– Ezra: Tufts University. Poli Sci. Looks like Andy from the Office which makes me subconsciously want to get him together with Erin, the receptionist. I also sometimes call him Andy out loud but I don’t think he’s heard me yet. Plays Quidditch.

– Jesse: Also Tufts. Biomedical Engineering. Not yet 20 and in Japan, that means not yet legal, although I doubt any Japanese will try to ask him for an ID if he tries to buy a drink or anything. Such is the nature of the 外人 – gaijin – (n.) foreigner.

– Stephanie: [I’m sorry, I forgot what University in California you went to ;_;]. Middle name is Asako. Half Chinese and half Japanese so it is no surprise that she is petite. Almost 23. Takes pictures of food.

Marissa also apparently thought this was an erotic photo shoot. -_-;;

~ ~


– Sometimes when Japanese men shake hands, it is the most awkward thing in the world. Lol. I realize this is because shaking hands is a western practice and Japanese people would rarely greet someone that way let alone be taught how to do it in “correct Western style.” But anyway, I saw a Japanese male student approach a white exchange student and they shook hands. The Japanese man did the whole limp-noodle kind of hand-shake and lingered for a very long time until his hand sort of fell out of the other guy’s in an awkward sort of caress. It was rather hilarious. Ayashii kedo, I like it.

– I really like my Japanese cell phone. I like that it has hiragana on the keys and 1124014708 emoticons pre-loaded. I like how it’s almost impossible to type in English [there’s no T9] so it forces me to express my thoughts in Japanese.

– My room-mate came in today. He’s from the University of Denver and his name is Tom. What is with me and getting roommates named Tommy/Thomas/Tom/Rommy/Romulus? Jk on the last two. He’s chill though. Although everyone I’ve ever met from Oregon/Washington is chill. I need to go there someday.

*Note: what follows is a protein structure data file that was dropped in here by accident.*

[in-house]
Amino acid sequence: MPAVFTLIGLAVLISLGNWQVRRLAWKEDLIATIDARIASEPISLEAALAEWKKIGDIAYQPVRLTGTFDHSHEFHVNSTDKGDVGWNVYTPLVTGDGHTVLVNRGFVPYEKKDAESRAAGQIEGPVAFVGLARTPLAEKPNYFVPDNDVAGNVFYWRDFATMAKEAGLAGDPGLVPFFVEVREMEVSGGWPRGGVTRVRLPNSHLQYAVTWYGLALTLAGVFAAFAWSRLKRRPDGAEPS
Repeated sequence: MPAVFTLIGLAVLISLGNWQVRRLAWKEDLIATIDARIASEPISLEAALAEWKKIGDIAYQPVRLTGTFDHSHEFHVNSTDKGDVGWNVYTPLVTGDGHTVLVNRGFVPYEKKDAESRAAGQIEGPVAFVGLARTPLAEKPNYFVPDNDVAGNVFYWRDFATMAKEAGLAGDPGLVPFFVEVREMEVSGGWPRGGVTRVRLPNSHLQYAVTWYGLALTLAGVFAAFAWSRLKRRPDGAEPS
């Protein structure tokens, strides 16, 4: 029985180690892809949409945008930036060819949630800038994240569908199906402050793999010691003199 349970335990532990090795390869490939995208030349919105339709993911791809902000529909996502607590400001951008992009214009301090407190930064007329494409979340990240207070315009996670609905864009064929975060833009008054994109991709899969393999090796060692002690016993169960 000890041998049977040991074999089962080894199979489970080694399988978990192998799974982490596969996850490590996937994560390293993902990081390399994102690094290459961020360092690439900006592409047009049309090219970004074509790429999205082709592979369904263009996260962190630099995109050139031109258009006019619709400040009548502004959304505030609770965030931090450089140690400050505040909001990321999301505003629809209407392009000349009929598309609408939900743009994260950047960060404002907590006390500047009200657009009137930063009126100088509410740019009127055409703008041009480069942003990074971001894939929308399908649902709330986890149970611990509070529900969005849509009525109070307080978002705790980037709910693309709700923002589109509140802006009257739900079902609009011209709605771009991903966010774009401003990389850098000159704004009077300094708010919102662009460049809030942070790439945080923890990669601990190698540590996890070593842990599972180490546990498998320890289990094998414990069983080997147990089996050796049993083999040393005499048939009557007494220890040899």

– Okonomiyaki is a Japanese dish consisting of various vegetables, a lot of shredded cabbage, and your choice of meat, all held together by an egg batter of sorts, topped with bonito flakes/sauce/optional mayonnaise. It’s a specialty of Western Japanese cuisine and seeing as there was a hole-in-the-wall place directly across from the seminar house, a few of us decided to go. After we paid, the old lady proprietor gave us little hand-made coupons for 50 yen off our next meal. Mine had a little panda on it. :D

– Next to the restaurant was a liquor store. They have beer vending machines outside ._. This is quite awesome.

– Why does the sun come up at 5:00. Aa;sdlfajsdfoiebafs;dlkfn.

~ ~

I now leave you with a question:

“Do you have to give up your personality in order to fit into a foreign society? Of course fitting in is preferable, but is it necessary?”

Everyone knows Americans have a reputation, especially abroad, of being opinionated and loud. The reputation rings true when I’m with a group of exchange students and we are the loudest ones on the bus. Or in the room. Or on the entire street [that one was a little embarrassing…]. There’s no doubt that if we took up the Japanese cool and collected public manner, that we’d be less noticeable/cause for concern/derision. I can’t say that we’d go completely unnoticed, though. For the most part, I’m not a very loud person, and I feel like I could pull off being silent and agreeable in public, but for those with a tendency towards extroversion, is it right or worth it to compromise who you are in order to comply with a society’s norms?

I guess it depends on how much you care.